Oh, and by the way, the bonus is this is the first trip where I did not receive one-single-phone call from any of my inmates, patients, I mean, family members. This is huge progress because, in the past, some piece of their world would almost always feel like it was falling apart if I was away. 

The vacation is over, and just like my children, I am never ready for the party to end. I’m back home. Back to life. Back to reality. 

When I’m here, it feels like I am constantly problem-solving. It's like every day I am working on a million-piece puzzle, trying to put the pieces together, but somehow, the puzzle only expands. Like it’s seriously growing from the exterior as I work on the interior. If I pay attention to the exterior, the interior is suddenly missing more pieces.

Even when I am not actively sitting down at the table working on the puzzle, I am still trying to solve it in my head, all day, every day, and sometimes even when I’m sleeping. 

The really sad thing is that these are not actually my problems. They are other people's problems that affect me because I help manage the lives of other adults. 

Recently, caring for my mother has picked up the pace in a big way. Her mobility, mental health, and general attitude towards life have been taking a downward spiral. I have been working to put things in place to keep her afloat. I set up occupational and physical home-health therapy for her. We even hired a part-time personal attendant to help us at home so that I don't completely lose it. And yet, as the therapists continue to measure additional physical strength, her mental strength appears to be defeating the purpose.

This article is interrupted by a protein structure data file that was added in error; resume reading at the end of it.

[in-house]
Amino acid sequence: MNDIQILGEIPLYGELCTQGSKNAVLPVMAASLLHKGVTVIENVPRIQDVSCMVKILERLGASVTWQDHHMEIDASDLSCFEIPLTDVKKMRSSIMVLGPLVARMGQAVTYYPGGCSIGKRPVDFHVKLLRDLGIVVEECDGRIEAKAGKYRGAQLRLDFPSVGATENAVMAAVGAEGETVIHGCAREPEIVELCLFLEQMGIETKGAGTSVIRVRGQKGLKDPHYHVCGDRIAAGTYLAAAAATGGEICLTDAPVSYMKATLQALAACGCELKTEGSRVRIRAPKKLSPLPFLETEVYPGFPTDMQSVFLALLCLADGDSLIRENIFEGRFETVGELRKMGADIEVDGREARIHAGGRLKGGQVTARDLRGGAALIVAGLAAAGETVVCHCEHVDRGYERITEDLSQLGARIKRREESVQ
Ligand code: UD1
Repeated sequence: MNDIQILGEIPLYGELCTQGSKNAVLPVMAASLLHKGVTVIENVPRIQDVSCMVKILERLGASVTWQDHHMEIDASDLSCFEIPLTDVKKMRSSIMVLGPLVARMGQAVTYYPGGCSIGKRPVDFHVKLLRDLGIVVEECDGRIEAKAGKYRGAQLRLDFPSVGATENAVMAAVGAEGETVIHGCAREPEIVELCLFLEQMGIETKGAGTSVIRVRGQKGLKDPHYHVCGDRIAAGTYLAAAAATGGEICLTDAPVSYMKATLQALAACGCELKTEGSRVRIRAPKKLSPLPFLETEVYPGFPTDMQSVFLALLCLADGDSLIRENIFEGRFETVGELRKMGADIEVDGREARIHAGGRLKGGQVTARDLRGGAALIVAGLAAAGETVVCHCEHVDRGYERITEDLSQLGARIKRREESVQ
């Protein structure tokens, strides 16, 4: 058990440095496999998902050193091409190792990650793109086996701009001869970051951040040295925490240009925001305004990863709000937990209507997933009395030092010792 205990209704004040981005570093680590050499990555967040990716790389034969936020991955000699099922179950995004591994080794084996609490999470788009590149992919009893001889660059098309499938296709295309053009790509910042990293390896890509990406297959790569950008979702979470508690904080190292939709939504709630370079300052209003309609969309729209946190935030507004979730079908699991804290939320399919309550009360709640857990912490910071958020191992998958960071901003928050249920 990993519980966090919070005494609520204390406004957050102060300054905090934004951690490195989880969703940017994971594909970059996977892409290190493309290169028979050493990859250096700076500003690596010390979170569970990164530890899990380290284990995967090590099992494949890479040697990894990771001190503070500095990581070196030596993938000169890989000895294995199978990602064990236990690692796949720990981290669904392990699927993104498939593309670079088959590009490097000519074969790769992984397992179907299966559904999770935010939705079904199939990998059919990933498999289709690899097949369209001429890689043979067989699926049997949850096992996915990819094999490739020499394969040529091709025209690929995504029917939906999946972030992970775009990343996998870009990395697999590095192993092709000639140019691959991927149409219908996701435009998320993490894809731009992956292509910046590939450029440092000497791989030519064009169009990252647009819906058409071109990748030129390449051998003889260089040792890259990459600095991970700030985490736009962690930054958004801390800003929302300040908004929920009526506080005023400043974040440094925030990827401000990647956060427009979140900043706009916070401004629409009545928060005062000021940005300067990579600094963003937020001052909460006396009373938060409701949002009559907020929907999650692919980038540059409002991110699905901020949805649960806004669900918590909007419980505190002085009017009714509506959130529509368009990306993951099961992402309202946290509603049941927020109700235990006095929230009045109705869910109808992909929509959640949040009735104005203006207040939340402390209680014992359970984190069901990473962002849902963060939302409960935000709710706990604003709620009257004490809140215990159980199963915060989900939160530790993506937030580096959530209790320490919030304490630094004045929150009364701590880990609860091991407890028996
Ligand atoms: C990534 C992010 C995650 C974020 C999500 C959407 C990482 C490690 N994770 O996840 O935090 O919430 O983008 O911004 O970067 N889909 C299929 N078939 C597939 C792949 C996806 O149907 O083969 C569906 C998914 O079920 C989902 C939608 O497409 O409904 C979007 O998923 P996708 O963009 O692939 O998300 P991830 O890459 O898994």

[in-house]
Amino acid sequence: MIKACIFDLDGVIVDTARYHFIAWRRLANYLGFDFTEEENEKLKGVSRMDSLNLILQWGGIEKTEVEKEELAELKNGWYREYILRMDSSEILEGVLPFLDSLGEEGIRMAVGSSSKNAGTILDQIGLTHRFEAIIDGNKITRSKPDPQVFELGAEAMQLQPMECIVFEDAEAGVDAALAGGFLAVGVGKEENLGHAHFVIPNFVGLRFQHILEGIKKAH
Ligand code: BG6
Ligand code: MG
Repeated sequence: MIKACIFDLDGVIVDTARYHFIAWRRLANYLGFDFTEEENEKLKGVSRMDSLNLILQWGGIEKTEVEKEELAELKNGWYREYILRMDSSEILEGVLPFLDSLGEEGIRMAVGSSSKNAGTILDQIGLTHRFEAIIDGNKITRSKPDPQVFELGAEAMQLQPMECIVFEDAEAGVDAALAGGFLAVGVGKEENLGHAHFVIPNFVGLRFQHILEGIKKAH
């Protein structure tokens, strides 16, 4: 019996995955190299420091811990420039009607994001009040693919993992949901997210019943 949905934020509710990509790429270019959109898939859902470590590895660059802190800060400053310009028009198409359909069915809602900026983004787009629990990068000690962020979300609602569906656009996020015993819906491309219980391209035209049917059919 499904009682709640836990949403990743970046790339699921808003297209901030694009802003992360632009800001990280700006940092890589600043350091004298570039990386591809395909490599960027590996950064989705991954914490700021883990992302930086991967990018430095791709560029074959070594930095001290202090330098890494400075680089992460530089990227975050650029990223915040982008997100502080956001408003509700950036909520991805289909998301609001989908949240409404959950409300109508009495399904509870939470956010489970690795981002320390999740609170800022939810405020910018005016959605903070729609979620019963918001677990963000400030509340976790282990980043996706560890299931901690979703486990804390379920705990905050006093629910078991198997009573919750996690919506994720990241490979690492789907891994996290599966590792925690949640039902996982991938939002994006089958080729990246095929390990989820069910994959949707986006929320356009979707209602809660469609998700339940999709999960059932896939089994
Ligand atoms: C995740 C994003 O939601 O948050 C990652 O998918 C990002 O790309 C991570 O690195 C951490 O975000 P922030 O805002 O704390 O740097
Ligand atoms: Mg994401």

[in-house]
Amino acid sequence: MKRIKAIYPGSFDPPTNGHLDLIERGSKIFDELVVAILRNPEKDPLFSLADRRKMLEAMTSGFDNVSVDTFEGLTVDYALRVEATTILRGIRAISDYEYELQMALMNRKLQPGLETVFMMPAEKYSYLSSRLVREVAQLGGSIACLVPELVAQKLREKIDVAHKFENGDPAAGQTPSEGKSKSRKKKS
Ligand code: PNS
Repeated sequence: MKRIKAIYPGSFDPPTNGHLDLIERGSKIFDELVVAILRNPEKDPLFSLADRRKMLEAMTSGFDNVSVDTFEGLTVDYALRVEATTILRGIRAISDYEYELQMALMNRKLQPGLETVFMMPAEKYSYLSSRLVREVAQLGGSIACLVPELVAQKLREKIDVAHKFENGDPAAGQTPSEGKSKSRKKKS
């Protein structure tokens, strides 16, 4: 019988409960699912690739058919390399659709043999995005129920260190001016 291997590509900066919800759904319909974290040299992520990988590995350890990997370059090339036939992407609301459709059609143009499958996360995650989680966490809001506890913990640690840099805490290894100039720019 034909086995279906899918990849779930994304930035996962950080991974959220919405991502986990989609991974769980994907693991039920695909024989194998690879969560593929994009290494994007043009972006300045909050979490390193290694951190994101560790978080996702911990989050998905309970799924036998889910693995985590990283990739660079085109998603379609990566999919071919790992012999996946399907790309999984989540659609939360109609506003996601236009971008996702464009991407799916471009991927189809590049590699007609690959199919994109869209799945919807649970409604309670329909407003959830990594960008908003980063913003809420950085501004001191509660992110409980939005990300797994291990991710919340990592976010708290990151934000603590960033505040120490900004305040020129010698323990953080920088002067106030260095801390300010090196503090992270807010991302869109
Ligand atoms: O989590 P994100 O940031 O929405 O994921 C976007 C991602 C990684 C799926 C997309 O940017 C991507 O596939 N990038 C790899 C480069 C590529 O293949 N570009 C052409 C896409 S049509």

A lot of it feels like her choice to give up (which really pisses me off). Like, if everyone would just do everything for her, she wouldn't have to put forth so much effort.  Depression and anxiety have this tricky way of making you feel like you can't do anything and you don't want to do things. The thing is, you have to be willing to fight the urge to shut down or you're screwed. She's screwed. Which ultimately, means I'm screwed because she is right in the center of my house with a constant list of perpetual needs. 

Figuring out what’s next in her life feels like a monumental task that I am currently handling, alone. Yes. She also has a son who lives in California (looks directly into the camera with the wtf face). So far everything is on me. 

WTF Face
I was just beginning to taste what a bit of freedom is like for the first time since becoming a mother. And my motherhood experience was not a simple gig. A therapist once equated my experience raising my three boys, two with special needs, equivalent to raising six children.